Franciscan Spirit Blog

Choose Your Own Adventure

Woman stands under the Eiffel Tower | Photo by Christian Burri on Unsplash

Travel is one of the best avenues for exploring and deepening your spirituality, whether you’re going overseas or just down the road. New experiences help shape who we are and how we see the world, so the next time you pack your bags for a vacation or an overnight getaway, keep in mind these 10 ways to open your mind and make any trip a journey of discovery.

1. Visit holy sites. We’ll start with the obvious one! But remember that “holy” isn’t just about churches or just for saints. Certainly, shrines and cathedrals make wonderful destinations, as do mosques, synagogues, and temples. A monument, memorial, or historical site also can be holy if it lifts up your heart.

2. Meet the locals. Sometimes we can get caught up in sites and forget about the people who make a place what it truly is. Strike up a conversation with a local you run into at a restaurant, park, or museum. You’re likely to find great differences between you both, but you’ll be astounded by just how much we all have in common.

3. Learn the history. Even the smallest town has its own story, filled with interesting characters and a few oddball pieces of trivia. Knowing such things might not change your life, but it quite possibly could change your perspective.

4. Appreciate the art and architecture. The way we build and decorate our homes and workplaces says a lot about what we value, doesn’t it? So look around where you are: What does that house on the corner tell you? What about the fountain in the park? What inspired those creations? What inspires you?

5. Appreciate the natural environment. Trees, flowers, animals, rain, hills, prairies—no place is exactly like any other. There’s a powerful message there about God’s creativity, and too often we miss it while moving from activity to activity.

6. Relish the local food. From crab cakes to borscht, food means something. The ingredients tell the stories of place and people; the recipes are a tale of tradition. Take a look at your plate. What does this meal mean to the people who made it? What does it mean to you to eat it, to be served it? Food is one way people express love. What else does this dish express about the history, culture, and natural resources where you are?

7. Embrace adventure. We don’t need to be Chevy Chase to know that many vacations don’t go as planned. The challenge is to be OK with abandoning control and seeing it all as a grand adventure, something new and different from our daily lives. That’s not always easy, true. But it’s always worth it. 8. Take the road less traveled. No doubt, for many of us, the idea of vacation immediately sends our bank accounts into spasms. But all around us are roads we haven’t taken before, even if they’re just one neighborhood over. So, go for it! Start walking, riding, or driving, and see where you end up. It won’t cost you much, and there’s great value in exploring the unknown.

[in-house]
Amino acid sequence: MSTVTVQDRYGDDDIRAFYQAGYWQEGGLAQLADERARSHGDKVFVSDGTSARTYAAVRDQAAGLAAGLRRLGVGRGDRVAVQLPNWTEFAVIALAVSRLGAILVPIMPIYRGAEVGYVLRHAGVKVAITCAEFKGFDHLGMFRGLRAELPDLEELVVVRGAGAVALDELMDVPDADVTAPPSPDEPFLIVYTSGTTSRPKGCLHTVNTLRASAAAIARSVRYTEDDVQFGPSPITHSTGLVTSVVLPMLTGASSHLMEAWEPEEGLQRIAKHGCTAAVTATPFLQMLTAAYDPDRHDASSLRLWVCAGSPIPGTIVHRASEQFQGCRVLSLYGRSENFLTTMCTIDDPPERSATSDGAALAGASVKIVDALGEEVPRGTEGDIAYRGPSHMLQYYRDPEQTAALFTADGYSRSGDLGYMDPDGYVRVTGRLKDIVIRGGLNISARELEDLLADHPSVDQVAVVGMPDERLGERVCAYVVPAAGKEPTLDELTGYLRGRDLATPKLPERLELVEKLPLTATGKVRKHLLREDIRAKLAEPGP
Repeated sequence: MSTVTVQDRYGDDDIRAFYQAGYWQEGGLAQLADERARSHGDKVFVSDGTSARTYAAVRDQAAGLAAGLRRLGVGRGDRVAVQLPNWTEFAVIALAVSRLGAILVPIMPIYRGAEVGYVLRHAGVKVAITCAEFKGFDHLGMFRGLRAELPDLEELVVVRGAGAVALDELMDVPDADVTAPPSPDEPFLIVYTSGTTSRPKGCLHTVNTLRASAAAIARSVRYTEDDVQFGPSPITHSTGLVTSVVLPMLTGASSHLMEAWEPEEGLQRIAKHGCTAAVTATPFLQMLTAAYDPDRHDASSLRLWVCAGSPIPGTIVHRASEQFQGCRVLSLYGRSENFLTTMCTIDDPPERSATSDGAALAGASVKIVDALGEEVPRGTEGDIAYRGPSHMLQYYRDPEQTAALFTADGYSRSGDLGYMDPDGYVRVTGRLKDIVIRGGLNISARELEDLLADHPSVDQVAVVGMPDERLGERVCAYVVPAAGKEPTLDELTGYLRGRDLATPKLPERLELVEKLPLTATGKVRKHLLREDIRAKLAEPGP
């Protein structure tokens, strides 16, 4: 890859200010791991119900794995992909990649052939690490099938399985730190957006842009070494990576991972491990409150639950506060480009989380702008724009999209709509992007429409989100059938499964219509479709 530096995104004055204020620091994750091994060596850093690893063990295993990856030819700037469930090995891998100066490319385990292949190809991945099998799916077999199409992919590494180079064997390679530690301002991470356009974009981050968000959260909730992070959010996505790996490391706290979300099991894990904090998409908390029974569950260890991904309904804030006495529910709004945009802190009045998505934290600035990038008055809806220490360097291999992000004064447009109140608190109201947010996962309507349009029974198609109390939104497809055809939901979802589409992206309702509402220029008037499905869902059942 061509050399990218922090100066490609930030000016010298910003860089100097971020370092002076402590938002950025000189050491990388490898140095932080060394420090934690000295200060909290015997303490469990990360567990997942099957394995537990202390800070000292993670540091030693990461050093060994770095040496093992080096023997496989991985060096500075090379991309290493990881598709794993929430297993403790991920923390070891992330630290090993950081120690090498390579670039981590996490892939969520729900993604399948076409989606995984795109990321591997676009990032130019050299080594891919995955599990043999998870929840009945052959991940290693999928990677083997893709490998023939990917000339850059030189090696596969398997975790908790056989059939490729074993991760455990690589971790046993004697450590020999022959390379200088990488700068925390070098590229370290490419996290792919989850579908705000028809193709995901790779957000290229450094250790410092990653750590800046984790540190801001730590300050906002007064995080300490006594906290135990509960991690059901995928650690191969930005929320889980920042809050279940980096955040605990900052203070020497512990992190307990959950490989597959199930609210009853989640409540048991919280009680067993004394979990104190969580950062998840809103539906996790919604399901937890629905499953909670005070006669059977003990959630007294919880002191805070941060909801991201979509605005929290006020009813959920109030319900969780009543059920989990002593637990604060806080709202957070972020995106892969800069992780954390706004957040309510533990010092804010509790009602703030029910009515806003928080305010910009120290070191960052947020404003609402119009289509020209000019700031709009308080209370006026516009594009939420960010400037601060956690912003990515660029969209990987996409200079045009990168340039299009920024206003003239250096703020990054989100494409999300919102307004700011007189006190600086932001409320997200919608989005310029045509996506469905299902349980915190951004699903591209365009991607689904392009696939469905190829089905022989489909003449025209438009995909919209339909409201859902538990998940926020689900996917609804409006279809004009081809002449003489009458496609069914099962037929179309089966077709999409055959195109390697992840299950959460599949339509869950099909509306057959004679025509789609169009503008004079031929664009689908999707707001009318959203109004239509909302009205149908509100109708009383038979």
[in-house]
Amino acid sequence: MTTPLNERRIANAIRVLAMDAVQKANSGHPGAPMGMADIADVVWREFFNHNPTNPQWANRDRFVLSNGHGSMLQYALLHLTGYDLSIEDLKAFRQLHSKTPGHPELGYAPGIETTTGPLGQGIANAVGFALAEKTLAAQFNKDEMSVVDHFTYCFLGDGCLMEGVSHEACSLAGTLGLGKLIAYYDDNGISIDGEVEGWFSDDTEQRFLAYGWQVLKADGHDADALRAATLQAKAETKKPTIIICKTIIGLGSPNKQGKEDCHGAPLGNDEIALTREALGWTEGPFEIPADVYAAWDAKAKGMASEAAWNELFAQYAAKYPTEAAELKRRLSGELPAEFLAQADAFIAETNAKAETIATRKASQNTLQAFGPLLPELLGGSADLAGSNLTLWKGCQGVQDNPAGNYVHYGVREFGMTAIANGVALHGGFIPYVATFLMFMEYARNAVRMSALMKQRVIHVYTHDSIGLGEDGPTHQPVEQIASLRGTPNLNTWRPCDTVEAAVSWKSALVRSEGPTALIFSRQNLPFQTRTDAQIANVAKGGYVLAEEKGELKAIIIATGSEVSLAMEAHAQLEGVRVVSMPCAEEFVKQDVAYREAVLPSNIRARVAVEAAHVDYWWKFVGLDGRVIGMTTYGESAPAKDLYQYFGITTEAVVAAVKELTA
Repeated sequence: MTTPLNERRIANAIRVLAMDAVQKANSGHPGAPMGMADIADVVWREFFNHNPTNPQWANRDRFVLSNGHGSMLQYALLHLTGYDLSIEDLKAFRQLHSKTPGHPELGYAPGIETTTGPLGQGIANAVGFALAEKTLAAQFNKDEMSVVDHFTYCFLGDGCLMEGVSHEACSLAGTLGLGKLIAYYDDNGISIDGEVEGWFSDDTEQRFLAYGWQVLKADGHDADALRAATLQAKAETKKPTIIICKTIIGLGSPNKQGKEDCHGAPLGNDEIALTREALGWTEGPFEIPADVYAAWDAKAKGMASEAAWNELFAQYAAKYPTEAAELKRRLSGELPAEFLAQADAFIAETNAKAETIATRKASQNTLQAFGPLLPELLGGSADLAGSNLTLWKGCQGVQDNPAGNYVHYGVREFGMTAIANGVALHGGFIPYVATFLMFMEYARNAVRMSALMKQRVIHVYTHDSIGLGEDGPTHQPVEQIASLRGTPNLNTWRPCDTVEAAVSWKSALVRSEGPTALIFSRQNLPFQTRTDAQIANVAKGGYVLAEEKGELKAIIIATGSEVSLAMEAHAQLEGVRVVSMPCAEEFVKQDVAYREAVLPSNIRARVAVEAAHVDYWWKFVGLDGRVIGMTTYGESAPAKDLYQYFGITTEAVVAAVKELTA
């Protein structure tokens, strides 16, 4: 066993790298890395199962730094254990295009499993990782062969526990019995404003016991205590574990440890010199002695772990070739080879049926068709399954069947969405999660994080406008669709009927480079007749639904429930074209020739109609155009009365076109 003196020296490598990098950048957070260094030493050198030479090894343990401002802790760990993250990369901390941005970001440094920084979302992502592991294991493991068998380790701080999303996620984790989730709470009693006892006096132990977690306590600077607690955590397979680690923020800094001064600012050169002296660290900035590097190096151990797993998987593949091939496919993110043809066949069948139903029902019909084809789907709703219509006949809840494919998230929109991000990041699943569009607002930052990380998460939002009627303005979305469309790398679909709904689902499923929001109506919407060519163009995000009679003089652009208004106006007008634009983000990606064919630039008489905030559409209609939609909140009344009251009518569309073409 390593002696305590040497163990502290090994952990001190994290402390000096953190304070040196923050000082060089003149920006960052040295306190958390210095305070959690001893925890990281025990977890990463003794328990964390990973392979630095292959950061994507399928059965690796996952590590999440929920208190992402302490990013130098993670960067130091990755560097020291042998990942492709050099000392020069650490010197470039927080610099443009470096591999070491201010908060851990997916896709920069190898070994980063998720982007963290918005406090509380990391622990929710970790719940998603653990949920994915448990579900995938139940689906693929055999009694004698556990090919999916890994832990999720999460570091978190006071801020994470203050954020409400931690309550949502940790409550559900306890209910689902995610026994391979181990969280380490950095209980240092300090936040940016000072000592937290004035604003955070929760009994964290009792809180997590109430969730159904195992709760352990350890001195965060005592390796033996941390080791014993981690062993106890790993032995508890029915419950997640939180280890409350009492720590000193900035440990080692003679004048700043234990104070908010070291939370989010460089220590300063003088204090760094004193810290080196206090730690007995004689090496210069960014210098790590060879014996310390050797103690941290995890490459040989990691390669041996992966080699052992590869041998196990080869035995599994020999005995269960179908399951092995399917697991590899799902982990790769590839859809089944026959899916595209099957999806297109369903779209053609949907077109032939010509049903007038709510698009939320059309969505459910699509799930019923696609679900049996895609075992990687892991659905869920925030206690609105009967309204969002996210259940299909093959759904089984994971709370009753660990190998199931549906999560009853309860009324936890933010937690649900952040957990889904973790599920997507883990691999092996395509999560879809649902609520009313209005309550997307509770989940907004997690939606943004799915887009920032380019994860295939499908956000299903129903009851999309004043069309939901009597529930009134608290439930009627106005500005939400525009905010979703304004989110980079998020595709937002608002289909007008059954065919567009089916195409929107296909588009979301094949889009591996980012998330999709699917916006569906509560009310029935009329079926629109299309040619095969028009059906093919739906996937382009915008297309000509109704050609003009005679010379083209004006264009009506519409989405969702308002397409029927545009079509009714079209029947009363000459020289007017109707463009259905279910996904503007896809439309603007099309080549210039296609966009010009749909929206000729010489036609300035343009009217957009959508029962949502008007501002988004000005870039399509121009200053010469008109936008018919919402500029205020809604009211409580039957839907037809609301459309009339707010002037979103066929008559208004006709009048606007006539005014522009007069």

9. Marvel at the methods. We tend to take for granted how we get where we’re going, but the transportation can be part of the fun. Cars, trains, planes, and boats (to say nothing of our own two feet) are works of art and science rolled into one. While you’re waiting for the bus or the airport tram, think about what it takes to move you. Who invented it? How is it made? How many parts have to come together at the right time and in the right ways to get you where you’re going? When you break it down that way, you’ll see that even a brief cab ride is nothing short of a miracle.

10. Give a nod to God. Whatever you do, wherever you go, whatever you eat, whomever you meet—it’s all God’s creation. If that realization doesn’t make your heart skip a beat, you probably need a vacation.

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5 thoughts on “Choose Your Own Adventure”

    1. Thank you, Brian. This is my first email, received by, “Franciscan Spirit” and it is a great one.

  1. Mike Reininger

    The Franciscan’s talk about pilgrimage, makes me think that he must be a damn good pilgrimage guide.

  2. Lord Jesus Christ, all that I have is yours. Take my life, my possessions, my time and all that I have and use them as you desire for your glory. Amen.

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